The handwriting on the wall begins to become much clearer for a manager when his usually most dependable and supposedly loyal, high-profile players begin to not murmur but instead openly declare in public the obvious need for improvements.
This is what’s already beginning to happen at Manchester United for Norwegian boss Ole Gunnar Solskjaer, with Paul Pogba stepping up in turn after Bruno Fernandes publicly to call for immediate, major changes at Old Trafford.
Understandably, Solskjaer will quite likely roll out the damage-control trolley in the following days and counter with the usual, expected comments about players showing how much they care, hence seeking release in venting their frustrations to the media and etcetera, but despite any public attempts to play down the issue in attempting to save face, the Norwegian will have had spent enough time in dressing rooms in his playing career to to sift out the chaff from the wheat when it comes to players questioning tactics or mentality when it comes to attributing fault.
Obviously it goes without saying that players by and large do not make loud, insistent calls for improvement when things are going well and they certainly have no need at all to resort to such actions when they are proud and happy to play for a manager who is justifiably dominant and a highly-respected personality within, as well as beyond, the confines of the club.
Consider this – when did the Etihad manager Pep Guardiola or Anfield’s boss Jurgen Klopp last have to put up with senior players publicly broaching the need for imminent “change” or denouncing their own team’s ineffectiveness after experiencing negative results on the pitch?
Along similar lines, did Sir Alex Ferguson ever have to read about, or hear, comments emanating indirectly from his players via the media along the lines of those issued by an obviously frustrated Pogba after the Red Devils’ 4-2 loss on Saturday at Leicester City?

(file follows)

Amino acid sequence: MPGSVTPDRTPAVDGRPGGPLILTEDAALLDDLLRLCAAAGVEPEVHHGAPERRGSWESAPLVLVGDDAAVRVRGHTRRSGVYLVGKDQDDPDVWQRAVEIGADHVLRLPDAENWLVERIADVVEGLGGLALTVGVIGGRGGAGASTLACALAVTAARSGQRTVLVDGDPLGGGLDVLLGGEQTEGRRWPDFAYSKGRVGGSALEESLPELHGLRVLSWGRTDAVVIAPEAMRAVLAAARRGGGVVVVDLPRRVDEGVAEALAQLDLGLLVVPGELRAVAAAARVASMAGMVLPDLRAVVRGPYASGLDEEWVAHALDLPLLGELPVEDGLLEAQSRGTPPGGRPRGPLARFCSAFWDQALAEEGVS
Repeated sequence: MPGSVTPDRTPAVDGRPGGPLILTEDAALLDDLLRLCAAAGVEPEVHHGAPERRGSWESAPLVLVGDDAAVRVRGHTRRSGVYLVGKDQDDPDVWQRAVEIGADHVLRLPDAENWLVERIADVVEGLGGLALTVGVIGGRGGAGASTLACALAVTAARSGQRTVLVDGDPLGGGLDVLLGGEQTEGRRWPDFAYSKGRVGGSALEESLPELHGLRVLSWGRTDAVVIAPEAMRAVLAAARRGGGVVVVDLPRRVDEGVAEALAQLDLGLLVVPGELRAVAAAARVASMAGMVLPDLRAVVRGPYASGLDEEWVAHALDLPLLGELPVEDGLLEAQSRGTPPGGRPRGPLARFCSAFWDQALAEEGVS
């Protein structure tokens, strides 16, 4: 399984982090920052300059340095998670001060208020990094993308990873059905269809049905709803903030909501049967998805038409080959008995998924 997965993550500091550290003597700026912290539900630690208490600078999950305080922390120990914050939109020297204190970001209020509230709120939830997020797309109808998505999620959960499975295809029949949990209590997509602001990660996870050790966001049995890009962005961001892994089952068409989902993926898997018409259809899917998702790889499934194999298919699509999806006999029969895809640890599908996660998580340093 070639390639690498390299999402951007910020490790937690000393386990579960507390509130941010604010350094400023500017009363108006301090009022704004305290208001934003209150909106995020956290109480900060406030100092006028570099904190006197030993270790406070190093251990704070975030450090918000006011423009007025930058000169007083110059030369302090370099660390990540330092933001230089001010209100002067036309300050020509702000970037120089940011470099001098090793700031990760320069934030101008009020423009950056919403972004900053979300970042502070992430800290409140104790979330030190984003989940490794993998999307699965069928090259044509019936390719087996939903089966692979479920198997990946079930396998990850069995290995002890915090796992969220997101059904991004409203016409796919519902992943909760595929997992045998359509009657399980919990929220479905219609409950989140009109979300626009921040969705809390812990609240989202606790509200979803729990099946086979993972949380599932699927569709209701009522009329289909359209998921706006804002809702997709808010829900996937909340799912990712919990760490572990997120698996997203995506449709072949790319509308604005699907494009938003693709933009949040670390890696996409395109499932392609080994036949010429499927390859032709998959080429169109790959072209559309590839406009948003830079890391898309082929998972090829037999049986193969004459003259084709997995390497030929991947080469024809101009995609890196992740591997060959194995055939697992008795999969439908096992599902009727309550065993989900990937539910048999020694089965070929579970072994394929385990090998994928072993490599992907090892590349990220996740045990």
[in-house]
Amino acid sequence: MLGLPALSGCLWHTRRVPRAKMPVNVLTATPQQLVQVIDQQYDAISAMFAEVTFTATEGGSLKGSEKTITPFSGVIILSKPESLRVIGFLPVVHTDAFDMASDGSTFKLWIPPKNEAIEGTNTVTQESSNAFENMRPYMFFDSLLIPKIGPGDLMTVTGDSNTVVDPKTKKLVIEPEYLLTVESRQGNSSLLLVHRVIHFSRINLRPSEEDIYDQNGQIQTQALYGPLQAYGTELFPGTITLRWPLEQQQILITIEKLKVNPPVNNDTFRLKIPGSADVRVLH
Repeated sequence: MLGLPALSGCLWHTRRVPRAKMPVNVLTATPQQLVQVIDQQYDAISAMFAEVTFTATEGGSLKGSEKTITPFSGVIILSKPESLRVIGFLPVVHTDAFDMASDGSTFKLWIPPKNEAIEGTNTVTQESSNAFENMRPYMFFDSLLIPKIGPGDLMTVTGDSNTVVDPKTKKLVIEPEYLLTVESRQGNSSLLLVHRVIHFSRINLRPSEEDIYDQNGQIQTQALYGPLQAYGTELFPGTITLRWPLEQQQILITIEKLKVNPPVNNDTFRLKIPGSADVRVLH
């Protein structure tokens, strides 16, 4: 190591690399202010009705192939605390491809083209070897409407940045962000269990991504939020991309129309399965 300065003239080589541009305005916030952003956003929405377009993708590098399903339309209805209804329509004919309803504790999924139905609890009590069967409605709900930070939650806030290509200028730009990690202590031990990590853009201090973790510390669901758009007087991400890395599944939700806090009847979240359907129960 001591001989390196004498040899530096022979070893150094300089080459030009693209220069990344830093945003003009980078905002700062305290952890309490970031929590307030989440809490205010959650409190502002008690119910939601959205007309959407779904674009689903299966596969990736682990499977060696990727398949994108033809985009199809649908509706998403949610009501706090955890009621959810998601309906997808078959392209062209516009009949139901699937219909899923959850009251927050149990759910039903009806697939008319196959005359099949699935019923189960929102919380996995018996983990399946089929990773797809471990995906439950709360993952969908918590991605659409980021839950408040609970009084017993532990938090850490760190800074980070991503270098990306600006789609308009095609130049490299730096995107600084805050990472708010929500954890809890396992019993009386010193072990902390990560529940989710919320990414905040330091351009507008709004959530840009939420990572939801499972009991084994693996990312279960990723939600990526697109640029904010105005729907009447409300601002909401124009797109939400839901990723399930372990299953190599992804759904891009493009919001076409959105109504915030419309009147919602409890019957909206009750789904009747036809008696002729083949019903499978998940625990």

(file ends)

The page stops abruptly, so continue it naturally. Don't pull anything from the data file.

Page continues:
“We have been having these kind of games for a long time and haven’t found the problem,” Pogba said post-match at the King Power Stadium. “We have conceded easy and stupid goals.
“We know that the fans were going to push and put pressure on us and we need to be more mature, play with more experience and arrogance – in a good way – by taking the ball and playing our football.
“We need to find the key for this change because we deserved to lose. I don’t know if it is the mindset of the players. We need to change something. We need to find the mentality and tactics to win. We have to look as individuals and as a team to fix this.”
There is quite a lot to break down and sieve through in Pogba’s post-match quotes. He mentioned problems having been on-going “for a long time and [Solskjaer/the team?] haven’t found the problem …”, besides stressing the need for players to be more mature and even questions the mindset of the squad. And by talking about finding the “mentality and tactics” to win, he invariably threw all responsibility and blame at the feet of Solskjaer.
However, it is not just Pogba taking the abrupt U-turn. After the 1-1 draw at home to Everton earlier this month, Fernandes also delivered an exasperated assessment of United’s performances this season.
“We have to learn and the time is now,” the Portuguese said.
“We cannot do this anymore. We did it so many times, we cannot slow the game down when we’re winning.